Black and White

Drawings for a project can be like a road map.  A good one will take you from one place to another, safely, quickly, with a minimum of wrong turns, dead ends, and delays.  A good drawing should provide everything needed to build a piece of furniture, without guess work, trial and error methods, or waste.

Mario at the board

I try to prepare drawings for most PFW projects.  For one, they provide necessary information to our students.  Everything should be there; all the joinery, dimensions, list of materials, the sequence of construction and assembly, and choice of hardware.  For me, they provide another chance to “walk through” the project; an opportunity to double check the information, making sure everything is clear and correct.  That’s tougher than it sounds. I know, I could be using CAD.  And these days,  “drawing” programs certainly provide the woodworker with everything needed to complete the build.  And if someone is competent with a computer (which I am not), they’d never have to lift a drawing pencil.  But I think CAD drawings are a little cold; lacking some of the same things that probably attract a person to woodworking in the first place: uniqueness, personality, nuance, detail, and individual expression- with a touch of the past.

Tools of the trade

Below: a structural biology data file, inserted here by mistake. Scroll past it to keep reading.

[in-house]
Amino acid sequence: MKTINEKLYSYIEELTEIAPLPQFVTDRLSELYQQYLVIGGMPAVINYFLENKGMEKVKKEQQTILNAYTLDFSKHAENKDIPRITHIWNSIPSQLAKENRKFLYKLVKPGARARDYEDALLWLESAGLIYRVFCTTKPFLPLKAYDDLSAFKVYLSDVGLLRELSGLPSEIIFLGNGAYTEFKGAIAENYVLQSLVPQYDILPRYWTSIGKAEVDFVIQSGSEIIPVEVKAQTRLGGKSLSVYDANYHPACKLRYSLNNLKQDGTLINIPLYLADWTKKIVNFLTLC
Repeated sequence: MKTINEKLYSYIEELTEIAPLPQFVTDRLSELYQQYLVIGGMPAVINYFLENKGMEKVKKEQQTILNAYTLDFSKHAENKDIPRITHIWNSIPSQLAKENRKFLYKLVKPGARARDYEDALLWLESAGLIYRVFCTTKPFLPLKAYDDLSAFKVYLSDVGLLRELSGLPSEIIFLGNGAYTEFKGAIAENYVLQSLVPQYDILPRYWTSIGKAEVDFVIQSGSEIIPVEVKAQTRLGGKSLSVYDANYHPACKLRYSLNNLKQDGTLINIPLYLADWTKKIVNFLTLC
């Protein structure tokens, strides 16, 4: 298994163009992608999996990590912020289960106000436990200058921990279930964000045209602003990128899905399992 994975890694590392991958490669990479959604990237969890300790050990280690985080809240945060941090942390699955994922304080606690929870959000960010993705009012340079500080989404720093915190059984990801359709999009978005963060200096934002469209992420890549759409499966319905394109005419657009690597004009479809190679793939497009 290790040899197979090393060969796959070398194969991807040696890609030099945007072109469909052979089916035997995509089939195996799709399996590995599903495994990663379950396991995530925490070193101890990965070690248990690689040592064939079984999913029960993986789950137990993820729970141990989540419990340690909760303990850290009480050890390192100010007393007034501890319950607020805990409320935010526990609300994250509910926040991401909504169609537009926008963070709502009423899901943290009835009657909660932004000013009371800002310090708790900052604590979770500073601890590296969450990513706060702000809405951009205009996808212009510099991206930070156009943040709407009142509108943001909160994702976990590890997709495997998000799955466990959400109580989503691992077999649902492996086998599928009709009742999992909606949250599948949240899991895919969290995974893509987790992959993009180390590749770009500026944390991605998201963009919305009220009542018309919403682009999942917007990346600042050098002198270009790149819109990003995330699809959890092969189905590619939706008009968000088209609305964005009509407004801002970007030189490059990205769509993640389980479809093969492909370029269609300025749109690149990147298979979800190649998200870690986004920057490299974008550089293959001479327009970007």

Some people might find my drawings too full of stuff; too much distracting affect, maybe even a little pretentious.  But some woodworkers are amused by them (especially architects and engineer-types); who often wistfully recall some mentor or colleague who “used to draw by hand”. They lament that no one draws by hand anymore. Well, I’m sure it’s more of a cost issue than anything else.  If people had more time or if the typical constraints of deadlines and cost weren’t an issue, then maybe . . . . I remember once having a roommate named Pedro who worked a summer job for NYC transit, coming home with an armload of oversized late 19th century architectural drawings.  They weren’t blueprints; these were more like presentation drawings.  Each was full of tight, clean detail. Each had been carefully shaded to convey the full power of the proposed design.  Some were even hand-tinted with water colors.  Most had been casually rolled, then piled one on top of another in a dusty corner of the office where he had been assigned.  A few were waterstained, others were frayed or torn at the corners.  But they were all gorgeous.  And they were being thrown into a dumpster. A careless supervisor found them a bother to keep after and thought the drawings were just taking up precious space; get rid of them and there would be room for a water cooler or a soda machine.  Progress, I guess.

Working between the lines

I was so impressed by those drawings.  And although we were roommates, Pedro wouldn’t part with even one of them.  He was equally impressed with them, but I imagine his plan was to sell them off. Those luxurious drawings stuck in my mind.  And when I draw a plan, I do it with those discarded works of art in mind.  I want my drawings to hint at the care put into the things I build- and the classes we teach at PFW.  And if someone looking at my drawings didn’t fully understand them, I like to think they might enjoy my rendering of wood grain or antique brass; maybe notice the subtle shift from light to dark that gives depth or relief to the shapes on paper; or the neatness of my lettering (my handwriting stinks)

Drawing detail

So, next time you’re at PFW, stop by my studio, I’d be happy to show you what’s pinned to my drawing board. Mario